Bringing Sexy Back: 6 Old-Fashioned Tips for the Modern Romantic.
Frustrated with the modern dating ‘treadmill’? Tired of the technology? The expectations? The endless hookups?
The process of relating, dating and mating has changed a lot since our grandparents’ and great-grandparents’ time. Here are some well-worn ‘old-fashioned’ dating strategies for the modern man and woman. Try them on for size!
1) Meet people in the real world.
Yes, our lifestyles are no longer conducive to chance encounters with actual people. We are more connected than ever to the idea of people via social networks and less connected than ever to actual living, breathing people. We commute to work, armed with earbuds and a Kindle. We spend the workday on a computer. We return home, again armed with the earbuds and a Kindle.
We settle in for a busy evening of social networking and Netflix.
It would, therefore, seem like a good idea to have a presence on sites like match.com, eHarmony or Plenty of Fish and to spend all one’s free time communing with other date-seeking folks, while growing thin and gaunt and pale and ignoring the dishes and the phone and the doorbell.
The logic is counterintuitive.
Physical attraction, you see, is determined by pheromones. Nature has created these cantankerous, wily chemicals to assure that subsequent generations of human beings possess the strongest genetics possible. This is Darwinism in action. Unfortunately, one cannot suss out attraction on dating websites. There are boxes for ‘geographic area’, ‘height,’ ‘body type,’ ‘astrological sign’ and ‘interests.’ There is none for ‘pheromonal code.’
No matter how appealing a guy or girl may seem to be online, how attracted you may be to their photos or witty online write-up, or esoteric interests (Monty Python or artisanal mozzarella-making, anybody?) there is no substitute for a face-to-face meeting.
We all have that friend who carried out a months-long, torrid online romance with that guy from Vladivostok, only to find out, upon finally meeting, that there was no chemistry at all.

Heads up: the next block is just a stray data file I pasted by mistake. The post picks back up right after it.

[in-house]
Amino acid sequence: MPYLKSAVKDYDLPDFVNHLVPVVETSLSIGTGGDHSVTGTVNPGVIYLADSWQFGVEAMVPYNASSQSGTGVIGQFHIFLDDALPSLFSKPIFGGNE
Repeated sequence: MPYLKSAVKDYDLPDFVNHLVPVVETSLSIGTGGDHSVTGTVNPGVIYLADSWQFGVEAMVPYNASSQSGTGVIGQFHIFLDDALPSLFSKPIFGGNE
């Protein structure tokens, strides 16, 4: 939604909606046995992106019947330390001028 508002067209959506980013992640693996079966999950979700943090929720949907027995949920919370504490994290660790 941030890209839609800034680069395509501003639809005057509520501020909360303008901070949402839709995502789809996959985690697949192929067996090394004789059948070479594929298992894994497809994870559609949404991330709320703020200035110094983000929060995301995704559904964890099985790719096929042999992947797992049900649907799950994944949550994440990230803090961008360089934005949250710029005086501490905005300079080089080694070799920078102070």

Translation: Get out of the house. Change up the old routine. Meet some new people. They won’t bite.
2) Sloooww things down.
This isn’t the Indy 500. If it is a long-term relationship that you seek, ease off on the ‘second or third date rule’ and really get to know somebody before getting intimate. Jumping the gun too early, so to speak, can cause a promising relationship to fizzle rather than sizzle. Nowadays, we have pills and prophylactics to mitigate the risks of pregnancy or STIs. Big Pharma has yet to manufacture a morning-after pill for a broken heart. Know thyself.
Many people will accuse you of being ‘old-fashioned.’ These folks will (guess what)? hit the road. So what? The right person will respect your choices.
3)…and allow romance to flourish.
Yes, this is super cheesy, but desire maketh the heart grow stronger.
It is important to be silly, to be vulnerable, and to be real with people we love or in whom we are at least interested in. We need to learn to give without the expectation of return. Our modern dating culture, and its transactional approach, has runneth amok with disposability and snark. This is not sexy for anybody.